“A tree is best measured when it is down,” the poet Carl Sandburg once observed, “and so it is with people.” The recent death of Harry Belafonte at the age of 96 has prompted many assessments of what this pioneering singer-actor-activist accomplished in a long and fruitful life.
Belafonte’s career as a ground-breaking entertainer brought him substantial wealth and fame; according to Playbill magazine, “By 1959, he was the highest paid Black entertainer in the industry, appearing in raucously successful engagements in Las Vegas, New York, and Los Angeles.” He scored on Broadway, winning a 1954 Tony for Best Featured Actor in a Musical – John Murray Anderson's Almanac. Belafonte was the first Black person to win the prestigious award. A 1960 television special, “Tonight with Belafonte,” brought him an Emmy for Outstanding Performance in a Variety or Musical Program or Series, making him the first Black person to win that award. He found equal success in the recording studio, bringing Calypso music to the masses via such hits as “Day-O (The Banana Boat Song)” and “Jamaica Farewell.”
Harry Belafonte - Day-O (The Banana Boat Song) (Live)www.youtube.com
Belafonte’s blockbuster stardom is all the more remarkable for happening in a world plagued by virulent systemic racism. Though he never stopped performing, by the early 1960s he’d shifted his energies to the nascent Civil Right movement. He was a friend and adviser to the Reverend Doctor Martin Luther King, Jr. and, as the New York Times stated, Belafonte “put up much of the seed money to help start the Student Nonviolent Coordinating Committee and was one of the principal fund-raisers for that organization and Dr. King’s Southern Christian Leadership Conference.”
The Southern Poverty Law Center notes that “he helped launch one of Mississippi’s first voter registration drives and provided funding for the Freedom Riders. His activism extended beyond the U.S. as he fought against apartheid alongside Nelson Mandela and Miriam Makeba, campaigned for Mandela’s release from prison, and advocated for famine relief in Africa.” And in 1987, he received an appointment to UNICEF as a goodwill ambassador.
Over a career spanning more than seventy years, Belafonte brought joy to millions of people. He also did something that is, perhaps, even greater: he fostered the hope that a better world for all could be created. And, by his example, demonstrated how we might go about bringing that world into existence.
Chicago Police Officer Found Guilty for Killing Laquan McDonald
Jason Van Dyke shot the black youth 16 times in 2014
A jury has convicted Jason Van Dyke of second-degree murder and 16 counts of aggravated battery in the fatal shooting of 17-year-old Laquan McDonald in 2014.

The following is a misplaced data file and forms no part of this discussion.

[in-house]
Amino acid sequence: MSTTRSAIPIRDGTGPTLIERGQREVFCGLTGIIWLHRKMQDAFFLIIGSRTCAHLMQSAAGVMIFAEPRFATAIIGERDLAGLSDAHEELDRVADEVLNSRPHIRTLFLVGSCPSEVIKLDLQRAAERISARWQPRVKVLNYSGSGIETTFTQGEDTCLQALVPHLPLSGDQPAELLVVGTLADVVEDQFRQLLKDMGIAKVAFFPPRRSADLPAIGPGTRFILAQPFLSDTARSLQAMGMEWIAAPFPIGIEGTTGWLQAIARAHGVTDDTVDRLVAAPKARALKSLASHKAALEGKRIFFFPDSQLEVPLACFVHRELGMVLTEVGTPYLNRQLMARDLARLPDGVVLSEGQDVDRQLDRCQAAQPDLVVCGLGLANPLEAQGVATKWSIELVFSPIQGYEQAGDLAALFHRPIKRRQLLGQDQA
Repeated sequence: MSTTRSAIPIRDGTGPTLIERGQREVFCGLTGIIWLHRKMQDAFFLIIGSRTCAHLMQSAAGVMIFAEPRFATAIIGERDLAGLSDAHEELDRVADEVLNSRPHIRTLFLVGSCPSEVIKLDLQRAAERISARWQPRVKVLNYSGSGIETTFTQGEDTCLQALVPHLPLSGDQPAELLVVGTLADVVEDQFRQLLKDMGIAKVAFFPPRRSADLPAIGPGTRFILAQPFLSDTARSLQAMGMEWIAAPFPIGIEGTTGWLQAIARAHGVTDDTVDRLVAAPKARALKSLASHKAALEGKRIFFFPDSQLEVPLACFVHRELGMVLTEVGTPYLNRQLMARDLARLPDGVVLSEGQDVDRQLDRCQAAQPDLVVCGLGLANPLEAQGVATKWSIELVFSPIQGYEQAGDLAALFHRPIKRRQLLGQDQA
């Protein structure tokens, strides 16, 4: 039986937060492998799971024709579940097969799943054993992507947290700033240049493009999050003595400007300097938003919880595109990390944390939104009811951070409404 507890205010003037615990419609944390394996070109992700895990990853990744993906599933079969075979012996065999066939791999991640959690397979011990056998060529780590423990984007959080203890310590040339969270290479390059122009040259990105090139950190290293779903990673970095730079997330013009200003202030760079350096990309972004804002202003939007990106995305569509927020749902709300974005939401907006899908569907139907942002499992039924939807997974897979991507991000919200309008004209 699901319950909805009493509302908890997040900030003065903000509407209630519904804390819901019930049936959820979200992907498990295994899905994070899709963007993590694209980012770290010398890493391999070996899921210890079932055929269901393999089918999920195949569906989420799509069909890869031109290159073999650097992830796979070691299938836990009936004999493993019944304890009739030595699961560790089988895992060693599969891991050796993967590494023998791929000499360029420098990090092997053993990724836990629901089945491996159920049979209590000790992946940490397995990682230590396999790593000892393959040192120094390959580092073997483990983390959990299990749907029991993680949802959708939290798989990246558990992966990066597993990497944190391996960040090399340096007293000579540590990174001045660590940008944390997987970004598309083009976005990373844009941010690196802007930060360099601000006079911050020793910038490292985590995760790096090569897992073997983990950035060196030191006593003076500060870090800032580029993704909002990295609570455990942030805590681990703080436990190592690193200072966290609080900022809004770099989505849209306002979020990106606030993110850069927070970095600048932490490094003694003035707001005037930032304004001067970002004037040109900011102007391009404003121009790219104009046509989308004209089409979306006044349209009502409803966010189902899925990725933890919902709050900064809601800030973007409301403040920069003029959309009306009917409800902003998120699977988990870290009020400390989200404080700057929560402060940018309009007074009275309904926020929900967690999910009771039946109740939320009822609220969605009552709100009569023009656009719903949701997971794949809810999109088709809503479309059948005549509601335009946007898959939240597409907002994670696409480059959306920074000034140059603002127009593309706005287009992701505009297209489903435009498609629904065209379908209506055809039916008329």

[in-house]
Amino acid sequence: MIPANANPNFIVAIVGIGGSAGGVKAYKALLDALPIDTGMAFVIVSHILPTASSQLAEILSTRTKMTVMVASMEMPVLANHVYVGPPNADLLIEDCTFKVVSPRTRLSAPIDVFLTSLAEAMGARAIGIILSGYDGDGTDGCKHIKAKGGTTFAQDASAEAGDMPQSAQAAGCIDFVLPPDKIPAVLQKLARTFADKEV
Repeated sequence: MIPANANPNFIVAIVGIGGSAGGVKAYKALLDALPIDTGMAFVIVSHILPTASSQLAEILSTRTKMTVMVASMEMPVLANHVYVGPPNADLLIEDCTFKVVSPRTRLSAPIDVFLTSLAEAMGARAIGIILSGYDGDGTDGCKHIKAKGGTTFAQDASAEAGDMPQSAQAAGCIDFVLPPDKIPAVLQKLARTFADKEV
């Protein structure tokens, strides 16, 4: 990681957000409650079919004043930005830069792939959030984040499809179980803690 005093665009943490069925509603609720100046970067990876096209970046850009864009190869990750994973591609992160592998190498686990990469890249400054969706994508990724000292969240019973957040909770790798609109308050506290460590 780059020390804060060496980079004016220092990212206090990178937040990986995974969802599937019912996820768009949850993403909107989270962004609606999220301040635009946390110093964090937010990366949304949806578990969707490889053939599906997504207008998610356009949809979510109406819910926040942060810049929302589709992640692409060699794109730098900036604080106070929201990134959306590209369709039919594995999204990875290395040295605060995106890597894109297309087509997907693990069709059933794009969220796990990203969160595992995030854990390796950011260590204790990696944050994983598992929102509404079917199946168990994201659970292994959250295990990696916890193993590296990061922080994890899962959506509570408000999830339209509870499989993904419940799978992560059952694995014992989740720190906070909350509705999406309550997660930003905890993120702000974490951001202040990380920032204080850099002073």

The Chicago police officer originally faced two counts of first-degree murder and was acquitted of one count of official misconduct. Second-degree murder carries a more lenient sentence than first-degree, and Van Dyke could face as long as 20 years in prison or as little as probation. Each aggravated battery conviction carries prison time from six to 30 years.
With jury deliberations starting Thursday afternoon, the verdict was reached midday Friday after approximately 7½ hours. In closing arguments, jury members heard a prosecutor claim that Van Dyke had no regard for the black teenager's life, while the defense framed the situation as tragic, but not a murder.
Assistant special prosecutor Jody Gleason told the jury that according to testimony by his partner, Van Dyke was already considering shooting the youth on the drive to the scene.
"Laquan McDonald was never going to walk home that night," Gleason said. "You heard what it was that he said, 'I guess we'll have to shoot him.'"
Tiffany Van Dyke, the wife of Chicago police Officer Jason Van Dyke, listens during the trial.
Van Dyke is the first Chicago officer to be charged with first-degree murder since 1980. While police reports originally did not find the shooting an incriminating offense, dash-cam videos released by the city in 2015 sparked protests, and the courts ordered Van Dyke be held without bond on murder charges.
The video was approximately six minutes long and appeared to show the 17-year-old McDonald running down the middle of the road while Van Dyke, standing next to his SUV, opens fire, striking the teen sixteen times and killing him.
Chicago officials had been preparing for potential demonstrations following the release of the verdict Friday afternoon. Police said they had plans in place to "ensure public safety" while at the same time "protecting the rights of peaceful demonstrations."
Family members of McDonald in the courtroom included Rev. Martin Hunter, the victim's great uncle who acts as a family spokesperson, among others. Tina Hunter, McDonald's mother, was not in court for the verdict.
Demonstrators gathered outside the courthouse erupted into cheers after the reading of the verdict. "Thank you, Jesus!" one woman shouted. Others chanted, "Justice! Justice! Justice!"
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